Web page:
“He became that voice of today and right now for me, helping me focus on the present. We aren’t promised tomorrow. This is where we are today. It’s my journey; however I choose to travel that journey is my decision. I can only do this for myself. As loving as Kim is, and how much he would sacrifice for me, it’s my journey. The beauty of all of it for me is that my husband has been here, solid and understanding. He is more loving and patient than anyone who has ever been in my life,” Joyce explains with admiration.

As their marriage made her stronger, she began to be a voice for others, helping to educate and encourage people in the scleroderma community. Someone asked her if she would lead a support group, so she did. She attended national conferences and heard about how African-Americans suffer worse than any other group.

She was inspired: “I thought, ‘Can we have a gathering of us who are suffering so harshly that brings enough love in the room to encourage each other? To walk out of the room with hope?’”

She got involved in the African-American Patient Education Day in Philadelphia. “It was amazing, well-attended, and the speakers were phenomenal. We had goodie bags and people gave so warmly and lovingly. People can’t wait to do it again.”

Where the National Conferences are an opportunity to meet faces across the country and hear from nationally-recognized doctors in the field, the education days meet a different need. “It was personal and intimate. The topics were geared for us as an audience. There was a wealth of knowledge provided,” explains Joyce, who had a huge part in planning the event. She continues to take an active role in helping people cope with the disease, inspiring not only other patients, but those around her.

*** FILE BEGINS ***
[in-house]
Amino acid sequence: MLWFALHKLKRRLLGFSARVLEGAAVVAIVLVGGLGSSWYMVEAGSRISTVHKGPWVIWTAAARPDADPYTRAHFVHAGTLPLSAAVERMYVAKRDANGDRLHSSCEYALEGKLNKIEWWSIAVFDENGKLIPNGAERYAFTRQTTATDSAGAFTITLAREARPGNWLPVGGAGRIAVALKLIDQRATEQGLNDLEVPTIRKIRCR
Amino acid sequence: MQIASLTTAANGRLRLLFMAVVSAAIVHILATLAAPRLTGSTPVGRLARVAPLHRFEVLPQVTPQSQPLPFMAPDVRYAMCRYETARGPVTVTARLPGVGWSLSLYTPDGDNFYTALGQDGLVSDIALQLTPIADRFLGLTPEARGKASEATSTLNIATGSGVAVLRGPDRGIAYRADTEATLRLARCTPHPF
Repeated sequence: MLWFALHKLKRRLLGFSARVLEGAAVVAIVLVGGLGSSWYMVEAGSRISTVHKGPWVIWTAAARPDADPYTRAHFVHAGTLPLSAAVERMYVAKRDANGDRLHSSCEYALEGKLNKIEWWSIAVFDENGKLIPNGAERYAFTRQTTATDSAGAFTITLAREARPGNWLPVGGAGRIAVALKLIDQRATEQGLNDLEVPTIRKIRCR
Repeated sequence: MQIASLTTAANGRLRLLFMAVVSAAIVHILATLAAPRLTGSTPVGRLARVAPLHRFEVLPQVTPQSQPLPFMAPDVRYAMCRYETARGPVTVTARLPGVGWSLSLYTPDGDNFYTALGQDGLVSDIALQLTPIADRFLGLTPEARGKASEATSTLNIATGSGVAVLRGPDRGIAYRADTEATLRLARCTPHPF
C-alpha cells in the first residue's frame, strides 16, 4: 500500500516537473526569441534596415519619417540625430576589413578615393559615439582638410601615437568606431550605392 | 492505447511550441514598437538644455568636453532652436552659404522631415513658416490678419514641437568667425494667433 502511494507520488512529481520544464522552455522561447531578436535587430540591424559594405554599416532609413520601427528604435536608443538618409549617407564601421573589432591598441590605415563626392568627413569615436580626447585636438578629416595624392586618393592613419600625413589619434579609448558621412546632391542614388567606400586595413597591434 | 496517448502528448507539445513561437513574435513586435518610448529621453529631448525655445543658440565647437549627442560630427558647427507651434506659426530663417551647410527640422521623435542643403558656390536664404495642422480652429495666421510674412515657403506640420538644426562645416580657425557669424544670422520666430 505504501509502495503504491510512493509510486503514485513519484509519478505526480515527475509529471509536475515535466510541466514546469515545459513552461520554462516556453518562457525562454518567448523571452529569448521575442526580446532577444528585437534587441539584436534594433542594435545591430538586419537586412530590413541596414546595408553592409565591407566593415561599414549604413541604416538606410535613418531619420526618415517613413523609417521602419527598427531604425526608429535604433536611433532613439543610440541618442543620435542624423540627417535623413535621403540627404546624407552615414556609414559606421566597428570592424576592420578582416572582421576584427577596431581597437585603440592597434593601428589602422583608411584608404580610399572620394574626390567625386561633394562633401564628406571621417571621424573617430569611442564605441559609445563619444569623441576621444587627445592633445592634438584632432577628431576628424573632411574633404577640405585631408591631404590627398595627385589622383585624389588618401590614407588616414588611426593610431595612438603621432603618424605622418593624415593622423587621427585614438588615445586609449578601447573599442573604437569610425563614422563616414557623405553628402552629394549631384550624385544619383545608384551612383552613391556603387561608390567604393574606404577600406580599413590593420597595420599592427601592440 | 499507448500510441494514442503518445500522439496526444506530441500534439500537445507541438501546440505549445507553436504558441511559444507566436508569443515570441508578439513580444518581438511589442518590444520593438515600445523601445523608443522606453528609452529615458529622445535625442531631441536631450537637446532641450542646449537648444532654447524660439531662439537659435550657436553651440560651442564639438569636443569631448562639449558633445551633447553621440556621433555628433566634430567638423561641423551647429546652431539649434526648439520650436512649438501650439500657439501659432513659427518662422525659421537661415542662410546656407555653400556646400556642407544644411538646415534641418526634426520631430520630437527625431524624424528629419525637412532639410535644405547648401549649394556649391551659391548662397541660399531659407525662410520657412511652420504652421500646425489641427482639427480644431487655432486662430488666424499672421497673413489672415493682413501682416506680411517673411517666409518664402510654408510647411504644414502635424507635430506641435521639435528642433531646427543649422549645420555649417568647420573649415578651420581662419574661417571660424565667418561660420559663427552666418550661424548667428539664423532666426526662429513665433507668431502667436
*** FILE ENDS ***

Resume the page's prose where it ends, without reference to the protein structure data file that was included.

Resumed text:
Kim explains, “Joyce has truly taught me that living with this disease is all part of a journey, and how you pack for the journey is a coping strategy that is designed new daily. How you choose to navigate it is absolutely a choice. Her way is by encouraging others, taking focus off of herself.”

“Scleroderma has taught me to go deeper and renew my strength daily. I became a stronger, wiser and more compassionate man. This disease has taught me to always be prepared and supportive. Plan everything, but be surprised by nothing.”

Joyce and Kim use one another to create a positive, life-affirming environment in their home. She had her moments of questioning why she should have to suffer, but has even found peace and acceptance through it: “Despite this horrific disease, I have such a joyful life. After learning about it and all it entails, I didn’t understand why it was happening. But I looked at my husband, and in him I’ve seen beauty come from ashes.”

This article originally appeared in the Summer 2015 issue of "Scleroderma Voice." Become a Scleroderma Foundation member today to receive four issues per year.